Last month in the “Community Forum” section, Rep. Ferguson, R-Ga., outlined what he and some of his colleagues in Congress call a plan to replace The Affordable Care Act (ACA), or as some call it, “Obamacare.” It seems that Rep. Ferguson has a poor understanding of how health care and insurance work. This raises the question, who is he really representing? This “plan” will not just undo the good already done by the ACA but may well unravel Medicare as well.
There are four main points made by the congressman. First, he seems to believe that the ACA is about to fail. Really, has he read the Congressional Budget Office report issued by Director Keith Hall, a Republican or The Brookings Institution analysis? The ACA is not on the verge of collapse but may well fail if sabotaged by the current administration. Furthermore, most of the current problems in health care financing are due to Republican efforts to water down the ACA to protect the pharmaceutical and insurance industries. In any case, allowing the ACA to collapse will injure millions of our fellow citizens and is no way to govern.
Secondly, the congressman raises the canard of “personal freedom.” What the Republicans are proposing is not freedom but rather a system where the strong prey upon the weak. Rep. Ferguson seems OK with a system that allows the insurance industry to offer cheap, junk policies that are designed to maximize profits while restricting access to care. The Republicans in Congress would scrap requirements that health insurance must cover basic, minimal things such as emergency care, outpatient and preventative care or lab tests just to name a few. If you have ever tried to negotiate with an insurance company, then you understand that “personal freedom” is code for, “good luck – you’re on your own.” Allowing insurance companies to scam people with worthless health insurance is poor public policy.
Third, “patient-centered” care is a catchy concept without substance. Providing expanded choice and access has to do with how care is financed and delivered. This is complicated. As the president has said, “Who knew health care was so complicated?” Apparently not our congressman. Allowing some employed families to increase their Health Savings Accounts (HAS) does almost nothing to address choice or access. HASs are a good Idea, but to suggest that expanded HASs will provide for “patient-centered” care is plainly ridiculous.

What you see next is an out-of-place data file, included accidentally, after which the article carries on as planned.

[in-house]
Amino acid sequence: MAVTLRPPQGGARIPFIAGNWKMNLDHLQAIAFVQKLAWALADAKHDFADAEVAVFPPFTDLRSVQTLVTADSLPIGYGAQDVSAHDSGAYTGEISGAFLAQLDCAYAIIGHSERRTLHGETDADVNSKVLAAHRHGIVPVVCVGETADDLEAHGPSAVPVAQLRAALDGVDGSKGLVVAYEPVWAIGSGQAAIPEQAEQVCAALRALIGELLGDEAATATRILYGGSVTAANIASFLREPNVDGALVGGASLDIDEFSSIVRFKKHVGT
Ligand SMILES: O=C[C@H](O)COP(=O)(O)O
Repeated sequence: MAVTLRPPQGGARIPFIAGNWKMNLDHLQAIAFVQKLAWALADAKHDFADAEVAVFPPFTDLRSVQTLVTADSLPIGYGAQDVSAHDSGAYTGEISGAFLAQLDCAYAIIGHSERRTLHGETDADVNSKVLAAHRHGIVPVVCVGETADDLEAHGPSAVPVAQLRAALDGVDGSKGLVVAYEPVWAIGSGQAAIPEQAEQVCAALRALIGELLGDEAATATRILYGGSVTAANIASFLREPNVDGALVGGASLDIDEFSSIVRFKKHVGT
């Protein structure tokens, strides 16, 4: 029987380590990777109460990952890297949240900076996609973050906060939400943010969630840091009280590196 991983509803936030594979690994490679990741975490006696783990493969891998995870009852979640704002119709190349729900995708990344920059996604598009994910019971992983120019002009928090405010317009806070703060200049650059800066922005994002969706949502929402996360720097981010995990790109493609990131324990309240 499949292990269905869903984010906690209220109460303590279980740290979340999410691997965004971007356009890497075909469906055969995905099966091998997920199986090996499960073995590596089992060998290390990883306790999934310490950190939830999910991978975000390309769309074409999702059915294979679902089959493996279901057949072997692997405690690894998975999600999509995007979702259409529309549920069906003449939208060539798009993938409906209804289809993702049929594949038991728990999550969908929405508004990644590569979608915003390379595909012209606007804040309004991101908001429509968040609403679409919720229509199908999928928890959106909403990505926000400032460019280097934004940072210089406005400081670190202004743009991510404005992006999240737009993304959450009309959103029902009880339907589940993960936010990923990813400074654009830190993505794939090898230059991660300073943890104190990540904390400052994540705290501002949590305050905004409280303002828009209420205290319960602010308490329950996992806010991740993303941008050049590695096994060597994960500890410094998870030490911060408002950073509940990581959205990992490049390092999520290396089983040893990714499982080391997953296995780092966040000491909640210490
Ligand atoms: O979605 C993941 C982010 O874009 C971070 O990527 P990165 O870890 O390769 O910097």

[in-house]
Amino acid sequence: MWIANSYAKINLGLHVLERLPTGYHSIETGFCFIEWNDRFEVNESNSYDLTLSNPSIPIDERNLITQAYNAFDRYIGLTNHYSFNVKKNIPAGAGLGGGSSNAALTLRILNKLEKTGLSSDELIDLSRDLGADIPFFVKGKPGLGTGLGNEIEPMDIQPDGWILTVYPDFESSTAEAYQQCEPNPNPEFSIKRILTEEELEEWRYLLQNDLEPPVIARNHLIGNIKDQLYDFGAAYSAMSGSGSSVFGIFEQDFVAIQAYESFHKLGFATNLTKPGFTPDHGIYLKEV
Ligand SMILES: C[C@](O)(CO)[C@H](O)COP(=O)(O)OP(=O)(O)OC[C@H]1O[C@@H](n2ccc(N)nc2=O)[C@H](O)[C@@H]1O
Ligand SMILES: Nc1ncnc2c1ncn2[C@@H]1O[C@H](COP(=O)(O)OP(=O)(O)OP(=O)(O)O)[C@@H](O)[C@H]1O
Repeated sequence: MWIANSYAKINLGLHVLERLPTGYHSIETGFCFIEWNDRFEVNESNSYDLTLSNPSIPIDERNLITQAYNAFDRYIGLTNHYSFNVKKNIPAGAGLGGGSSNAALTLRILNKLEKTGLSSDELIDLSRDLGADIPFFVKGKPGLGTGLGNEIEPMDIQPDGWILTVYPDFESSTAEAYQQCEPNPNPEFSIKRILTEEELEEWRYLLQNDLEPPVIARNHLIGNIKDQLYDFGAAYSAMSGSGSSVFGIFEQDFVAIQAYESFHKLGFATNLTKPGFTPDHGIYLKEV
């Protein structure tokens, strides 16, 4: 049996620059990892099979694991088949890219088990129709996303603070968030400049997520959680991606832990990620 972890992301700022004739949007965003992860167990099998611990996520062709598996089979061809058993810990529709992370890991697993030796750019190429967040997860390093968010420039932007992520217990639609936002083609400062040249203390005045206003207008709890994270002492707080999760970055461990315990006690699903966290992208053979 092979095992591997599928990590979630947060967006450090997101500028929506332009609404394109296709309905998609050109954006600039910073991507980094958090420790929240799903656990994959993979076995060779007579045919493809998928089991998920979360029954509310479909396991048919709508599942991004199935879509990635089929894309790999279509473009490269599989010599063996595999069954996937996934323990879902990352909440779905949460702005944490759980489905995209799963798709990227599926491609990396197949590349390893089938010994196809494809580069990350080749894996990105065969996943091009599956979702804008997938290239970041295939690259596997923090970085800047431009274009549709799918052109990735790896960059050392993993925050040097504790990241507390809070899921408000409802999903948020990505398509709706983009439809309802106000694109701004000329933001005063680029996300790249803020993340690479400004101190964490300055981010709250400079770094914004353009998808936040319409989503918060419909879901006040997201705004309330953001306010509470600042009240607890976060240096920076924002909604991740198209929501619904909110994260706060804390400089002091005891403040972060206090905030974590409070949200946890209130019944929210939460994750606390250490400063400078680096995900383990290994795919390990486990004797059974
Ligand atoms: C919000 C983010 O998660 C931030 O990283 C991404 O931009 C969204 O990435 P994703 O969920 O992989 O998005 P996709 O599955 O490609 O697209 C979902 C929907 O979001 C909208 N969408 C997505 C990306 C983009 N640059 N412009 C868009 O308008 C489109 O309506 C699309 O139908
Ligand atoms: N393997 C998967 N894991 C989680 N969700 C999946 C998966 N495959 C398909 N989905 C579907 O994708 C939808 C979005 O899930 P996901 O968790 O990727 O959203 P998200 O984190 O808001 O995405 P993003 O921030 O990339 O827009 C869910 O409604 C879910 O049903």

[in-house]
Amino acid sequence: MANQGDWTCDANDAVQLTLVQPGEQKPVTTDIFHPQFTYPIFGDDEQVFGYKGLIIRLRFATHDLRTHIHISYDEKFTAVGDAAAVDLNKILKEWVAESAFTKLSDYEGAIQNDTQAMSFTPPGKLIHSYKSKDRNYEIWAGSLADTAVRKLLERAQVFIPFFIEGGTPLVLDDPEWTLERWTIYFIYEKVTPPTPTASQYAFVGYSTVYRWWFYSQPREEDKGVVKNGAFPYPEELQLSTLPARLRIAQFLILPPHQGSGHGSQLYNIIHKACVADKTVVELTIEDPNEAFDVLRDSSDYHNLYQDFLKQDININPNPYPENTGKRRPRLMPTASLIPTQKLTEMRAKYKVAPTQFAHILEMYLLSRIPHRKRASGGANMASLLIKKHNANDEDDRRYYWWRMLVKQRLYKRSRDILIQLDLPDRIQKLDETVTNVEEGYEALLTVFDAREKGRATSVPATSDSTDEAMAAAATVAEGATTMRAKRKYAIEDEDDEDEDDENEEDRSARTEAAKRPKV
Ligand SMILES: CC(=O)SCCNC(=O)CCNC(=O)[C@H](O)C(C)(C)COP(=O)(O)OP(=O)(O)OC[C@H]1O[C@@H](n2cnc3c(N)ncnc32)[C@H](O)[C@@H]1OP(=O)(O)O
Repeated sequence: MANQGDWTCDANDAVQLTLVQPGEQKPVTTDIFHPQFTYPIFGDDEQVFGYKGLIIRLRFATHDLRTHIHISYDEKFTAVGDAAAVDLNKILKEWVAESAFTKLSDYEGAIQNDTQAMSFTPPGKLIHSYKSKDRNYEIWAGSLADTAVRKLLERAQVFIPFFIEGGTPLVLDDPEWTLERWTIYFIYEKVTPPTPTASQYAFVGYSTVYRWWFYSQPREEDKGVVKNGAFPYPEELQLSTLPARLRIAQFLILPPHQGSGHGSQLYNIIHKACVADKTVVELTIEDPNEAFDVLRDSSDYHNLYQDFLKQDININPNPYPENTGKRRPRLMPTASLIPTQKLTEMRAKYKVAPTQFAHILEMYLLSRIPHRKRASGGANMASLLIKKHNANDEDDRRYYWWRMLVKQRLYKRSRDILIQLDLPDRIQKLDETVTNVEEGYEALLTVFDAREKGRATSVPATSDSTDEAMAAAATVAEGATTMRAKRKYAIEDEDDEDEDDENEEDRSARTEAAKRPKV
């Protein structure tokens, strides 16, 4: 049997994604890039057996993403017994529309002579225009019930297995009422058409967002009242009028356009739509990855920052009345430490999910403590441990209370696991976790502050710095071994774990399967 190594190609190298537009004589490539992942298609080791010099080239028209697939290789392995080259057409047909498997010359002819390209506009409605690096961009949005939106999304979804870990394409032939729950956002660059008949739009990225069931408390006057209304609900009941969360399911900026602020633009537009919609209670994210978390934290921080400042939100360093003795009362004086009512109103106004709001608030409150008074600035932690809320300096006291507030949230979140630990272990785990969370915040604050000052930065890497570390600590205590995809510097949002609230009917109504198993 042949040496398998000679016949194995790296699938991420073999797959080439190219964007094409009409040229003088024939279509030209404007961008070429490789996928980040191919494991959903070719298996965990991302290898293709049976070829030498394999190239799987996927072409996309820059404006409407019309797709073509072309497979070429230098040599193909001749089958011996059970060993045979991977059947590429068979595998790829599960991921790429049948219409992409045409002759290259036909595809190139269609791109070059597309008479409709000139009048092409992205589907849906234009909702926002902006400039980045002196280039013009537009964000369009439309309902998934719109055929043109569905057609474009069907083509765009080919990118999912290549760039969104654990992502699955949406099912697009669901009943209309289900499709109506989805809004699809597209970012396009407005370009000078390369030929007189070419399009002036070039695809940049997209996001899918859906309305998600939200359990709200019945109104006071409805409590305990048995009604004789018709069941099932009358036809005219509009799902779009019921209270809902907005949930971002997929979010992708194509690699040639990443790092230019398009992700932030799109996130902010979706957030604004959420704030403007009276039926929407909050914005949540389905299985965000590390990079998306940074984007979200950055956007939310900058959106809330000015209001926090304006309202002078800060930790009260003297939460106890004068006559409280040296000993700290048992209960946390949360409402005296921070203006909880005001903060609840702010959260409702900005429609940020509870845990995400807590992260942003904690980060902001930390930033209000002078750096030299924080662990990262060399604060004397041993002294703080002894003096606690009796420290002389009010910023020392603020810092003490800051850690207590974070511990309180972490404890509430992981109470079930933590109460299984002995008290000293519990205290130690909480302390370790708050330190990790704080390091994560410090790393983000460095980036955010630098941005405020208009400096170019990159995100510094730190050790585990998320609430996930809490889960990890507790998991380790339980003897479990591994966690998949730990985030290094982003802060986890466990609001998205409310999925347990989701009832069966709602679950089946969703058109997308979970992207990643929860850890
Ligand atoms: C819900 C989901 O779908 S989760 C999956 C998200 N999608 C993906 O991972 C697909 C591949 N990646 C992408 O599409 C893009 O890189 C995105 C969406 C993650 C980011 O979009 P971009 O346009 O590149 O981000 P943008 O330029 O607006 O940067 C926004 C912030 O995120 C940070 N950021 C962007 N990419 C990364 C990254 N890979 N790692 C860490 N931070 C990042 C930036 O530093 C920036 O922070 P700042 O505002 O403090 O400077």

Finally, here in Georgia our state government refused to expand Medicaid. This was a political, not financial, decision. It was done to undercut the ACA. The federal monies that would have come to Georgia would have improved the health of poor Georgians, expanded services and access for all Georgians and improved the financial viability of Georgia’s smaller and rural hospitals. I fail to see how not expanding Medicaid protects vulnerable Georgians as the congressman suggests. It was a poor decision as evidenced by the fact that Georgia is now trying to get this funding before the conservatives in Washington cut Georgia off by repealing the ACA.
I had hoped that Drew Ferguson, as a Freshman congressman, would bring a fresh view to Washington and represent the interests of the 3rd District. However, his public statements can only be explained if he is either woefully uniformed or not being honest with his constituents.
(Frederick Rovner is a former Infantry officer and Vietnam veteran living in Senoia. He is a certified nurse practitioner with more than 25 years of emergency medicine and family practice experience who retired from the Medical College of Georgia two years ago, but still works as a part-time medical provider.)